Just about four months ago, billionaire and Wall Street legend Mike Novogratz went to a Brooklyn tattoo parlor a few blocks down from Jim Cramer’s bar and, at 58, made permanent his devotion to a speculative new cryptocurrency. The result, on his left arm, was a large wolf howling at the moon. “I’m officially a Lunatic!!!” he tweeted to his more than 400,000 followers.
The ink refers to Luna, one half of a duo of digital currencies that were supposed to act as a perpetual wealth-creation machine, a way to always make money through the magic of code and financial engineering. At the time, Luna was on a massive run, up more the 1,000 percent over the prior six months. Novogratz is known as much for his career in the buttoned-up world of high finance — he’s an ex-partner at Goldman Sachs and Fortress Investment Group, an investor who lost two ten-figure fortunes and is on his third — as for being someone who has chafed against those boundaries. Several years ago, he was among the first high-profile Establishment finance types to dive all-in on crypto. (The ex-Princeton wrestler also hired Hilary Duff to play at his birthday party a few years ago.) But even for Novogratz, the tattoo seemed a little over-the-top. When someone tweeted their bewilderment that Novogratz would have gone so far, Do Kwon, the creator of Luna, chimed in, unprompted: “don’t worry it wasn’t much.”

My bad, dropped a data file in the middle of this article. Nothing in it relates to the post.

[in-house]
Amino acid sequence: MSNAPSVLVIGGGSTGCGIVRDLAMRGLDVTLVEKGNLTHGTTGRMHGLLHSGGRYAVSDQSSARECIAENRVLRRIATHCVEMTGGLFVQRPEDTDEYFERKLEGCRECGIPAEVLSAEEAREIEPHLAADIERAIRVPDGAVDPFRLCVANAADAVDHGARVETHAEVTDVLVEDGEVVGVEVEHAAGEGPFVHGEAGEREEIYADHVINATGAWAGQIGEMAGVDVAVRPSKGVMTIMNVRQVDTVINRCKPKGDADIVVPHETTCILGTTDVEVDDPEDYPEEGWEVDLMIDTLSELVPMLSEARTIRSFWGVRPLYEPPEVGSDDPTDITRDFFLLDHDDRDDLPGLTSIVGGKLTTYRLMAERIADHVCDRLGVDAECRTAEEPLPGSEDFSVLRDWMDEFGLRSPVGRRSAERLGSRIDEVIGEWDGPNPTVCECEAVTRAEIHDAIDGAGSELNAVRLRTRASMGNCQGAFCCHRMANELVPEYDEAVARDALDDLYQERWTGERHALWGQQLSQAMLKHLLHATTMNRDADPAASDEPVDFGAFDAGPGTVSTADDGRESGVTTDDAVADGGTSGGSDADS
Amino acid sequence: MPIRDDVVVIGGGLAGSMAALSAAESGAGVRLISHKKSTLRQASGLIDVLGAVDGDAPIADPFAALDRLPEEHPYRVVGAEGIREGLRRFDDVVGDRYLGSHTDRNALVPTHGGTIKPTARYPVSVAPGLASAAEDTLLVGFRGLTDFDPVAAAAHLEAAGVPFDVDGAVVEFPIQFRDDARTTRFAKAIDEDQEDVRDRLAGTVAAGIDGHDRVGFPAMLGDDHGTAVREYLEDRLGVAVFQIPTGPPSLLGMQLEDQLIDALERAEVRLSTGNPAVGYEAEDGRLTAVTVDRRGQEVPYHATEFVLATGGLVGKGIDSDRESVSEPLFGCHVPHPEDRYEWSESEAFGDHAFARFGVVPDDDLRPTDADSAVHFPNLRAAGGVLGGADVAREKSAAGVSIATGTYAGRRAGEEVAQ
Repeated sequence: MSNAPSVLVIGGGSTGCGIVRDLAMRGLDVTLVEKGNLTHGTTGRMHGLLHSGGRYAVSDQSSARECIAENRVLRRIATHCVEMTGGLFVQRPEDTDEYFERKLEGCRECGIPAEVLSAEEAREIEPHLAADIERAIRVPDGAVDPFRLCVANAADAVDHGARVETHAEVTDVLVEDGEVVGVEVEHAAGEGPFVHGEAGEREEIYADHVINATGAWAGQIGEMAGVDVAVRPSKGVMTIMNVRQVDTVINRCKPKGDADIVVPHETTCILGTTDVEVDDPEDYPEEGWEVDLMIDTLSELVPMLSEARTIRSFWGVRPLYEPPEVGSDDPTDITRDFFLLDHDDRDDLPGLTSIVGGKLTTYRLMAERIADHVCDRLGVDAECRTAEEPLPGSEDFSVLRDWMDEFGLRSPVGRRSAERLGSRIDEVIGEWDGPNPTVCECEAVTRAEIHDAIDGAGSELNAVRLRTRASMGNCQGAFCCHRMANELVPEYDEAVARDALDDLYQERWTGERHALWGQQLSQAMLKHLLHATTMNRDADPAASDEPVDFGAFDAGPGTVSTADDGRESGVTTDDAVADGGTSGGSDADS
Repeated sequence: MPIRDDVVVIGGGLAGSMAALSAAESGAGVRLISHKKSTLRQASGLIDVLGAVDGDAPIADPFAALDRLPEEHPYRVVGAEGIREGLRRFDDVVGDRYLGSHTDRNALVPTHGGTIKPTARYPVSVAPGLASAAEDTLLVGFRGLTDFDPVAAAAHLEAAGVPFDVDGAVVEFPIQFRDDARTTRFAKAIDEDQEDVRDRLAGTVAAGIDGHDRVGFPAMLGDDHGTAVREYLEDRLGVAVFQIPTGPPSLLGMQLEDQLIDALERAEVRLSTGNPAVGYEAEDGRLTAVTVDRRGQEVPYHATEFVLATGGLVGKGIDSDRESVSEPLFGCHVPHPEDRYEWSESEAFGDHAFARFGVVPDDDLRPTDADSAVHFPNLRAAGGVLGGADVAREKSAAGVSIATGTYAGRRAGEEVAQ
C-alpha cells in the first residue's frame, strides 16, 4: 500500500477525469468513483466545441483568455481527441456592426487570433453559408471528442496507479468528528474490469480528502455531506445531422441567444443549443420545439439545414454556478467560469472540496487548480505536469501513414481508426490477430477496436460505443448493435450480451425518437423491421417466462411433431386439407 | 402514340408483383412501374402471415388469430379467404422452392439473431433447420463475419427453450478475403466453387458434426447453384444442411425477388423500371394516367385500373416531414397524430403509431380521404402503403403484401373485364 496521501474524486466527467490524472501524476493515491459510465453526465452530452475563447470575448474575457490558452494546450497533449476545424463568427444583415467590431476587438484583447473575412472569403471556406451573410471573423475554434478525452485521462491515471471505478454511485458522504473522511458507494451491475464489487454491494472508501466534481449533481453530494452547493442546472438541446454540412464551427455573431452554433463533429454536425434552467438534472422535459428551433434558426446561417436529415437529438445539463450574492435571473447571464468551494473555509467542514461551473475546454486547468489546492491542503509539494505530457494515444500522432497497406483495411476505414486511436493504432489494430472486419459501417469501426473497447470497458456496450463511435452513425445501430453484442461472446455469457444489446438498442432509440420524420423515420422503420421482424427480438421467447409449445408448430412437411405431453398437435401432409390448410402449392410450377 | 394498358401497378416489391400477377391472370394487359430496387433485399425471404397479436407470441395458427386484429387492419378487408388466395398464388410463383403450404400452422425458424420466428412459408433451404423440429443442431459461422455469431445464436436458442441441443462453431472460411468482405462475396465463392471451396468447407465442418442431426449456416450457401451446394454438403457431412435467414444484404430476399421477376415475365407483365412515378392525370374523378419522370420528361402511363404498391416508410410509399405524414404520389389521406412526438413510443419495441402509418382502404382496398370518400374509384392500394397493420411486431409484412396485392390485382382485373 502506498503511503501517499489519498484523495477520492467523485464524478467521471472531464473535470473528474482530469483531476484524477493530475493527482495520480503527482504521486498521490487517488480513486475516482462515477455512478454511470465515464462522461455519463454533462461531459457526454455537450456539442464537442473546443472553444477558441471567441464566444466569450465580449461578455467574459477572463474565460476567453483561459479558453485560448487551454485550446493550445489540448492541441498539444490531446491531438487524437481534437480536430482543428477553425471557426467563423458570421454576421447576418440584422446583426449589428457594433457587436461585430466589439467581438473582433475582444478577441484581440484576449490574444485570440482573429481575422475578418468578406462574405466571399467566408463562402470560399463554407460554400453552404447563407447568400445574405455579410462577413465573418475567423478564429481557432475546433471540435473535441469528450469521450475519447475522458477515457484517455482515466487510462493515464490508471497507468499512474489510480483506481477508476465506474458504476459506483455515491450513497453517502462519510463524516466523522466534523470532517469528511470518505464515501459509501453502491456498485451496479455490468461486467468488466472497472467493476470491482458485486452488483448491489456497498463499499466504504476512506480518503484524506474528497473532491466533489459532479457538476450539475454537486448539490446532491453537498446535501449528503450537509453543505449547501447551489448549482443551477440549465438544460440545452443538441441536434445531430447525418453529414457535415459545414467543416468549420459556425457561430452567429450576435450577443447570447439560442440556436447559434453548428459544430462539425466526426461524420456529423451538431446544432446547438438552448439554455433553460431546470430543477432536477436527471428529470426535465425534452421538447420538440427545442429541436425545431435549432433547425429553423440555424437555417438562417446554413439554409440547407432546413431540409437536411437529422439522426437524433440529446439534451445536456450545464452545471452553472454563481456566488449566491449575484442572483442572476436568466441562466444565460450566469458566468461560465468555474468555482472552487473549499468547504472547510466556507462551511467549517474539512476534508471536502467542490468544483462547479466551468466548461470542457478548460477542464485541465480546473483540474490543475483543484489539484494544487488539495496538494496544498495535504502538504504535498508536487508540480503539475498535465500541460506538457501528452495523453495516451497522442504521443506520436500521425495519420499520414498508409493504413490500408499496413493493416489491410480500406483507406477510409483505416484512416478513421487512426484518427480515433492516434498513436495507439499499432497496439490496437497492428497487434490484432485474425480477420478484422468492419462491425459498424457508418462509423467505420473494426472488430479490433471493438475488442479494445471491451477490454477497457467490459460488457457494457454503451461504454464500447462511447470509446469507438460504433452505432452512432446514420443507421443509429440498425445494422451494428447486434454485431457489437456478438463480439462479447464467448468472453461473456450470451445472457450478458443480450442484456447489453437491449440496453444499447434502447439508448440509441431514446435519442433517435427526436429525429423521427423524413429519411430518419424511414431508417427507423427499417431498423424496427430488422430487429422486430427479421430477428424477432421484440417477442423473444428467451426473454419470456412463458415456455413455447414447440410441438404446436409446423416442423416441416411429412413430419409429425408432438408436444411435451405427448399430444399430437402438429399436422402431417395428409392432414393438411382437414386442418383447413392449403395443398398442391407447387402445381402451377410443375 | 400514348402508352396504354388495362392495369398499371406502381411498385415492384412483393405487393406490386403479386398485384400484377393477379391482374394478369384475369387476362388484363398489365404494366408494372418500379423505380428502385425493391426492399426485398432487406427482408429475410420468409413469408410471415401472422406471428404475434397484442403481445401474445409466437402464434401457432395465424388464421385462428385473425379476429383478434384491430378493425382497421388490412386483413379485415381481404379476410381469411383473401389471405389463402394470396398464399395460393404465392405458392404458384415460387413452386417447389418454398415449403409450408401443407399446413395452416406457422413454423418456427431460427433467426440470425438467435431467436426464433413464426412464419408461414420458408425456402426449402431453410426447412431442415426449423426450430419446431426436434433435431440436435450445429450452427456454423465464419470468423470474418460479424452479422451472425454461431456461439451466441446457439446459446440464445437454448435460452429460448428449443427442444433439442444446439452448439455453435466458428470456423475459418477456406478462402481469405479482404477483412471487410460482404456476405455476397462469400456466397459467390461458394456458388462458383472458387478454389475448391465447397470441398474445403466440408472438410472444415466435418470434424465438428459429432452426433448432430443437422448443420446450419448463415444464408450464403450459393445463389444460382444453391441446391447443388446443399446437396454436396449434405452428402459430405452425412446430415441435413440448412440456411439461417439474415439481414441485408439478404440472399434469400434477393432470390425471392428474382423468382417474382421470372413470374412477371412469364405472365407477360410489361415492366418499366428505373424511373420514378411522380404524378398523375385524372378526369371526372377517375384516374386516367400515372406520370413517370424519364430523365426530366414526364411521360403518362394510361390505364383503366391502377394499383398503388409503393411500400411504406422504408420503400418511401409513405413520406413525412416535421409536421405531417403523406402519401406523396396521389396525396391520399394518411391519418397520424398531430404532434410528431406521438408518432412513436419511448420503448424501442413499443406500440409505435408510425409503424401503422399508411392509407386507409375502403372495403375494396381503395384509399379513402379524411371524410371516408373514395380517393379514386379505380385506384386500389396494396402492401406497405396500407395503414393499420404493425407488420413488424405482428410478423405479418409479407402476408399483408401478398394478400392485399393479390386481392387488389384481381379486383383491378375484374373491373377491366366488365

This week, though, the critics who warned that Kwon’s perpetual wealth machine was too good to be true and that Novogratz might come to regret that tattoo before long were vindicated when Luna and its partner coin, Terra, both imploded in spectacular fashion. Terra is supposed to be trade reliable at the value of exactly one U.S. dollar, but it plummeted to 29 cents on Wednesday morning. Luna was down 99 percent since its highs last month. More than $40 billion in wealth — no small part of it from retail investors — was gone in a matter of hours. The shock of the sudden collapse sent the price of bitcoin falling to its lowest point since July, exposing how a coin labeled a Ponzi scheme by its critics had impacted the larger market in digital assets. Meanwhile, shares in leading U.S.-based crypto exchange Coinbase were off by 25 percent, and the trillion-dollar-plus crypto industry is teeming with rumors about large funds or companies that may be on the brink of failure.